Words Matter: A Look at Workplace Harassment and Discrimination

Wynette DeGroot

"You mean I can't say that?"
"She's just too sensitive!"
"That's not what I meant."

It's likely that at one time or another you, or someone you know, has heard these words from a coworker or supervisor. What you may not have realized, however, is that the speaker could be breaking the law.

The Civil Rights Act, Title VII, was passed in 1964 and is a part of our history; however, harassment and discrimination still happen too frequently today. There are still employers who do not communicate their harassment policies, and even worse, fail to train supervisors on how to handle harassment when it occurs.

Unfortunately, cases are regularly brought by employees everywhere, ending in costly, damaging lawsuits that could have been avoided with a policy and training for employees and supervisors.

Employers should be encouraged to develop and adhere to a comprehensive anti-harassment and antidiscrimination policy that covers all types of harassment, not just sexual harassment. Policy and training should provide definitions and procedures to follow in the event of potential harassment. An effective policy should provide for alternative persons to report harassment, especially in the event of the harasser being the supervisor. Supervisors must be trained in taking complaints and managing the complaint process. Procedures may vary from one organization to another, however, the procedure must be documented and communicated consistently throughout any organization.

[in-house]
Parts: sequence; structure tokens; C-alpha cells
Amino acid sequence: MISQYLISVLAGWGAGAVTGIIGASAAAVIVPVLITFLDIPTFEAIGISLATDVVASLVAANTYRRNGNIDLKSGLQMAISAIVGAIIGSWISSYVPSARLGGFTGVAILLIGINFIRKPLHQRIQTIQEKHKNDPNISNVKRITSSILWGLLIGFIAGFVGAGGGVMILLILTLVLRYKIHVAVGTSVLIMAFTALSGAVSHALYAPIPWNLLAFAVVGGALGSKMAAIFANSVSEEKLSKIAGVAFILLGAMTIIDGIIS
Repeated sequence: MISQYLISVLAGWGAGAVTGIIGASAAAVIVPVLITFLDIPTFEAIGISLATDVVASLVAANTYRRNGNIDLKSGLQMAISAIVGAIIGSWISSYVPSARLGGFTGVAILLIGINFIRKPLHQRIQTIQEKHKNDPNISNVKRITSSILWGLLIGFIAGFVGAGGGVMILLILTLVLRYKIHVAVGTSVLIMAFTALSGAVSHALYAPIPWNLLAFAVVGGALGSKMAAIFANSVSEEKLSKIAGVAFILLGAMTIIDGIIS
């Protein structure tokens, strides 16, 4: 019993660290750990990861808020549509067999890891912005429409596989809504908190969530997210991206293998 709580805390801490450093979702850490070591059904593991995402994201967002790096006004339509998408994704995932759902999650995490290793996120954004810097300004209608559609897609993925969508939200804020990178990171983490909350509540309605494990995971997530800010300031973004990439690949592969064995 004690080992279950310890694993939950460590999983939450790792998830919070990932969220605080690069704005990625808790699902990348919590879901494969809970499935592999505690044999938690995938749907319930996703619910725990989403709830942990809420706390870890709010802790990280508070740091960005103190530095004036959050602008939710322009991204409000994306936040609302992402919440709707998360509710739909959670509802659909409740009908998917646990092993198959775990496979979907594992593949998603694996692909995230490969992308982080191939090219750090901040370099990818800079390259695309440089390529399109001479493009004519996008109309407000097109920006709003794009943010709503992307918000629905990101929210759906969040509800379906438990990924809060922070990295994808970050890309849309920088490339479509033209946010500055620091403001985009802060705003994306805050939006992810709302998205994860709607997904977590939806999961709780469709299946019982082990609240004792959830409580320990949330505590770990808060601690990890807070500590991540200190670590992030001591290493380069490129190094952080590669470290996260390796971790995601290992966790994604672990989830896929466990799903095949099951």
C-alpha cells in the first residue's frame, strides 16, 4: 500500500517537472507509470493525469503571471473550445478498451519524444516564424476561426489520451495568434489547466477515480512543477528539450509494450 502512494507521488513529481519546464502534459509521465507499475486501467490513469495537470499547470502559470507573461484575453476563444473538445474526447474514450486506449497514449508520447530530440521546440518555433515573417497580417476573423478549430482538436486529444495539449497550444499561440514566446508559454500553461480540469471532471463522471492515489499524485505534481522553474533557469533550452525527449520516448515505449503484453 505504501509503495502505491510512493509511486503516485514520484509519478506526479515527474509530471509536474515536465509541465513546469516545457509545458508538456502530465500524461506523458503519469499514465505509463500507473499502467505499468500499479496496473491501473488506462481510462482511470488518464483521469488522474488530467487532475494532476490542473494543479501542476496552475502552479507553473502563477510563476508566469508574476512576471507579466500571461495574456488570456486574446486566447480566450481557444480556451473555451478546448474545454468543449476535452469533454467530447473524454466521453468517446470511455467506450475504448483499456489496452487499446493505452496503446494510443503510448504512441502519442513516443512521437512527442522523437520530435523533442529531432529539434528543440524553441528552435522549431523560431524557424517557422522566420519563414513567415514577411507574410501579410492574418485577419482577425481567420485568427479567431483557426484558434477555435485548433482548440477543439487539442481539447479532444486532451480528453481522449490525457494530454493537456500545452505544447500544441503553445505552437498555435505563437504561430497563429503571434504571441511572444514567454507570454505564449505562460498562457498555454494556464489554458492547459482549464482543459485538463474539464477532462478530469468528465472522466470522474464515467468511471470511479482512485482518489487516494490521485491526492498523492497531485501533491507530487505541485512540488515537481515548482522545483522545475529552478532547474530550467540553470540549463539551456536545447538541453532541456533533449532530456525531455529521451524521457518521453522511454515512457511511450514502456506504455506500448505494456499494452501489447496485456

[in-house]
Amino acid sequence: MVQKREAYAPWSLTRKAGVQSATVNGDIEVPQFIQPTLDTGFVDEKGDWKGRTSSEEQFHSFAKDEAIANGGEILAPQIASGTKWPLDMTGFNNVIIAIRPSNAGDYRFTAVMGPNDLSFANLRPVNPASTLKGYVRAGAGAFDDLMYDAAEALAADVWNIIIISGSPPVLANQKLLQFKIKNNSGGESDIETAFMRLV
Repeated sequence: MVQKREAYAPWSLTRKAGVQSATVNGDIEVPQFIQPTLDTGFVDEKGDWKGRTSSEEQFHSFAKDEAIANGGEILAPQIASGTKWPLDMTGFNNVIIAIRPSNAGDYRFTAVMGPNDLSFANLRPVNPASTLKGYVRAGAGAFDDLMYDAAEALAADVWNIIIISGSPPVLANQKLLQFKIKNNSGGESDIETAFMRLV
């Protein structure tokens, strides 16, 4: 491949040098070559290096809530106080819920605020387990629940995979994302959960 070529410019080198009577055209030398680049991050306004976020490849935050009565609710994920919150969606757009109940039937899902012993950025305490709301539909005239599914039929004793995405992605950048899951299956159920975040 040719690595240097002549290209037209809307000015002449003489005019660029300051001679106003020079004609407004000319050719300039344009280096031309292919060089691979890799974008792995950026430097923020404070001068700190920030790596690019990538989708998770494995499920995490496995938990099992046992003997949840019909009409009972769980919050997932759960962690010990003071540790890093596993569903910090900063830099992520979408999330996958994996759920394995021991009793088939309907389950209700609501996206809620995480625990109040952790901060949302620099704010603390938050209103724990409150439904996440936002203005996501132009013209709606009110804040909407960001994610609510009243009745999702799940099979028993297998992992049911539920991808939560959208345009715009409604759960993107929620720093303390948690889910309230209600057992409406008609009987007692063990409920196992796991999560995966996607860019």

Unlawful harassment is a form of discrimination that violates the Civil Rights Act and other federal and state laws. The Equal Employment Opportunity Commission (EEOC) is the federal agency that regulates workplace discrimination while the Commission for Human Rights enforces state anti-discrimination law in New Hampshire.